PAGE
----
People who were buying food at a supermarket in Klong Toey district, one of the areas worst hit in Bangkok by the fresh wave of Covid-19 infections, have expressed mixed feelings about the government's response this time around, insisting they are ready to tackle the problem themselves if needs be.
Bangkok was one of the 28 "red zones " published in the Royal Gazette on Sunday.
Siriporn Pangsriwong, 56, a housewife living nearby, said the second wave of Covid-19 is "scary and we need to protect ourselves by trying not to go out as much as possible, wearing masks and using hand sanitiser frequently".
Hoarding of essential goods is unlikely for now, she feels, as "the majority of large department stores are still open for business. So, we can go there and buy them.
"I believe the government's measures will be effective in controlling the pandemic and I am confident that it's managing the situation well," she added, although she did not specify which measures she was referring to.
However, Ms Siriporn was not alone in voicing the opinion that, "In addition to the government's response, we need to take care of ourselves too".
One of two employees at a local company which sells sportswear in the district, Sirinrat Pengsap, 20, said fear is part of everyday life now.
"I am scared since the number of getting infected is rising and some of those infections are being reported quite close by.
"Furthermore, I am afraid of customers who might carry the virus. At the same time, they are also afraid of us for the same reasons. We have all become afraid of each other.''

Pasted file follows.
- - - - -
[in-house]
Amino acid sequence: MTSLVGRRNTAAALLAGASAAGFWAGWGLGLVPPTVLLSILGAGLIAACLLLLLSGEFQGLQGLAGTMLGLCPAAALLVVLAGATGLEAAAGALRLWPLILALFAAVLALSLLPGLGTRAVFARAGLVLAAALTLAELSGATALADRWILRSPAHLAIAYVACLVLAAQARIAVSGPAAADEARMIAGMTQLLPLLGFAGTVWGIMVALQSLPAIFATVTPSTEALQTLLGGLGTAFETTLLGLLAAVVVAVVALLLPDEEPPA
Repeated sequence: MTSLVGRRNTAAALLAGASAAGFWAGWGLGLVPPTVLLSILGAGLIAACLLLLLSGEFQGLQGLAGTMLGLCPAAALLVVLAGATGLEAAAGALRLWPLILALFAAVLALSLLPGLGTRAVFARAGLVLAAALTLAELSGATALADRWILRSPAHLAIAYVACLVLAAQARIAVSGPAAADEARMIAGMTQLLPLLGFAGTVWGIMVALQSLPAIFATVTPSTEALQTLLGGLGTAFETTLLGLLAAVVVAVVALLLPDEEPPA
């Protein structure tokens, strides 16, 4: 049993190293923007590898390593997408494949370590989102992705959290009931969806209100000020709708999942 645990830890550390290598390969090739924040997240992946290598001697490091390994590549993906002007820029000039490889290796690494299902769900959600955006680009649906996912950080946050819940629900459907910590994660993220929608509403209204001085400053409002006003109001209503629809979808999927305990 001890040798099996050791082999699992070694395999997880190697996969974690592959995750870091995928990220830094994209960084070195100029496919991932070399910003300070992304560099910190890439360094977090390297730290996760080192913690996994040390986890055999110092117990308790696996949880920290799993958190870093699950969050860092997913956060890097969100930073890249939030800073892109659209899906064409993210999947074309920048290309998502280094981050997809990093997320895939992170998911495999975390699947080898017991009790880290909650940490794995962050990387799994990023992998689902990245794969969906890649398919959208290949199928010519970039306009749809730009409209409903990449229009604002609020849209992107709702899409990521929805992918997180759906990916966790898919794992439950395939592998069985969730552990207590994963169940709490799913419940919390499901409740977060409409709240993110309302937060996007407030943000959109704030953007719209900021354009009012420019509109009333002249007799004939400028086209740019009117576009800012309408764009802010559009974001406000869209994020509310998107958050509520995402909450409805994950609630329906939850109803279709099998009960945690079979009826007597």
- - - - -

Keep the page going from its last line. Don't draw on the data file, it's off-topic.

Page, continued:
In terms of personal precautions, Ms Sirinrat said: "I try to wear a mask and not touch my face as much as possible. I even carry my own personal alcohol to sanitise everything before touching it."
However, Ms Sirinrat did express her worry that people might start hoarding goods, especially pharmacy medical supplies.
"I believe that there might be a rush to buy certain items, especially masks and alcohol gel, as companies including my own are stocking up in large numbers to cater for their staff.
"Furthermore, as we do not know when there might be another curfew, people feel they are being practical by getting themselves prepared ahead of time," said Ms Sirinrat.
In terms of her assessment of the government's response, Ms Sirinrat was among those who expressed doubt in its ability to keep the pandemic under control this time.
"It might be that [the government] is not being prudent enough. They should come up with better measures to deal with this pandemic."
She also voiced concern that the welfare being offered to those left financially stricken by mass closures was neither inclusive enough nor being distributed as widely as is needed.
The 5,000 baht governmental support payments and 50/50 project are failing to reach those who are really in need, she warned.
"Not everyone owns a mobile phone and can register online for welfare. The government should be more concerned about those who are living on the margins of society."
Meanwhile, Sirirat Sukbun, 21, a colleague of Ms Sirinrat's at the sportswear company, also spoke of her fear of the latest raft of infections.
"It is difficult to go anywhere without being paranoid about my surroundings, and I really hate wearing face masks although I know I have to do it," Ms Sirirat said.
This second round of infections has affected her income too, she said.
"Before the new pandemic, I used to get the annual bonus as a lump sum but now that's been cut," she said.
Ms Sirirat, too, was among those who told the Bangkok Post that she had little faith in the government's measures to bring the situation under control, going so far as to warn that it might already be too late to prevent a similar situation occurring in Thailand as in many other badly affected countries around the world.
"They already closed the border and the airport last year, and we still haven't kept it [the virus] out. Things may end up just getting worse," she added.